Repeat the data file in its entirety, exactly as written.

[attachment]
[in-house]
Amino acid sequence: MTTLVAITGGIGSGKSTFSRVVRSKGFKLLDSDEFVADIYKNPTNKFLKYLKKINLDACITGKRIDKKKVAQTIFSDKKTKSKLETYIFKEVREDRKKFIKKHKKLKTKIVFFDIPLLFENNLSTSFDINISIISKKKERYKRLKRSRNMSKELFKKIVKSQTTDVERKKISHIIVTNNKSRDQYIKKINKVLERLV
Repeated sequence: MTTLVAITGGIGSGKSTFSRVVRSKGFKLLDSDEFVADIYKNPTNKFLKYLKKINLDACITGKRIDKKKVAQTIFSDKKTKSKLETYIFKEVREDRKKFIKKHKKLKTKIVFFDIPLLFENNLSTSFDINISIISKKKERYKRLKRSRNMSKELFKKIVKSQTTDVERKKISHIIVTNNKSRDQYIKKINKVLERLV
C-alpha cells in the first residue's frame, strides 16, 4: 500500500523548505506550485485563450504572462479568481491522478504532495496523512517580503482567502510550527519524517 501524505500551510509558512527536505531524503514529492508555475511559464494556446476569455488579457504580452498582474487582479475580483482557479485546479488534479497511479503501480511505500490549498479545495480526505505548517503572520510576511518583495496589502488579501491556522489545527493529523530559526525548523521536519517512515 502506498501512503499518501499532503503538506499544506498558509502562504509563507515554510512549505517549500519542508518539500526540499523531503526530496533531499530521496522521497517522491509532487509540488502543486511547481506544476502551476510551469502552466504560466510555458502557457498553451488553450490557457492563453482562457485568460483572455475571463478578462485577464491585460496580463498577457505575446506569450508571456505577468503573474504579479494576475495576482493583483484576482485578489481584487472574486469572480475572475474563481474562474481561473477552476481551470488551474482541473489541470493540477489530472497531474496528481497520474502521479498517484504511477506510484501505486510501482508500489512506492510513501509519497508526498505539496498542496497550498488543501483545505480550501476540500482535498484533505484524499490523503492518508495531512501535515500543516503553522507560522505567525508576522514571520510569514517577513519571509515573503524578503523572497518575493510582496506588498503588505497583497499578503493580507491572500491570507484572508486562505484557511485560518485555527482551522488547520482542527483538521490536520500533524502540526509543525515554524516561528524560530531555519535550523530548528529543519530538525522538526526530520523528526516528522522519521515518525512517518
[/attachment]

[in-house]
Amino acid sequence: MTTLVAITGGIGSGKSTFSRVVRSKGFKLLDSDEFVADIYKNPTNKFLKYLKKINLDACITGKRIDKKKVAQTIFSDKKTKSKLETYIFKEVREDRKKFIKKHKKLKTKIVFFDIPLLFENNLSTSFDINISIISKKKERYKRLKRSRNMSKELFKKIVKSQTTDVERKKISHIIVTNNKSRDQYIKKINKVLERLV
Repeated sequence: MTTLVAITGGIGSGKSTFSRVVRSKGFKLLDSDEFVADIYKNPTNKFLKYLKKINLDACITGKRIDKKKVAQTIFSDKKTKSKLETYIFKEVREDRKKFIKKHKKLKTKIVFFDIPLLFENNLSTSFDINISIISKKKERYKRLKRSRNMSKELFKKIVKSQTTDVERKKISHIIVTNNKSRDQYIKKINKVLERLV
C-alpha cells in the first residue's frame, strides 16, 4: 500500500523548505506550485485563450504572462479568481491522478504532495496523512517580503482567502510550527519524517 501524505500551510509558512527536505531524503514529492508555475511559464494556446476569455488579457504580452498582474487582479475580483482557479485546479488534479497511479503501480511505500490549498479545495480526505505548517503572520510576511518583495496589502488579501491556522489545527493529523530559526525548523521536519517512515 502506498501512503499518501499532503503538506499544506498558509502562504509563507515554510512549505517549500519542508518539500526540499523531503526530496533531499530521496522521497517522491509532487509540488502543486511547481506544476502551476510551469502552466504560466510555458502557457498553451488553450490557457492563453482562457485568460483572455475571463478578462485577464491585460496580463498577457505575446506569450508571456505577468503573474504579479494576475495576482493583483484576482485578489481584487472574486469572480475572475474563481474562474481561473477552476481551470488551474482541473489541470493540477489530472497531474496528481497520474502521479498517484504511477506510484501505486510501482508500489512506492510513501509519497508526498505539496498542496497550498488543501483545505480550501476540500482535498484533505484524499490523503492518508495531512501535515500543516503553522507560522505567525508576522514571520510569514517577513519571509515573503524578503523572497518575493510582496506588498503588505497583497499578503493580507491572500491570507484572508486562505484557511485560518485555527482551522488547520482542527483538521490536520500533524502540526509543525515554524516561528524560530531555519535550523530548528529543519530538525522538526526530520523528526516528522522519521515518525512517518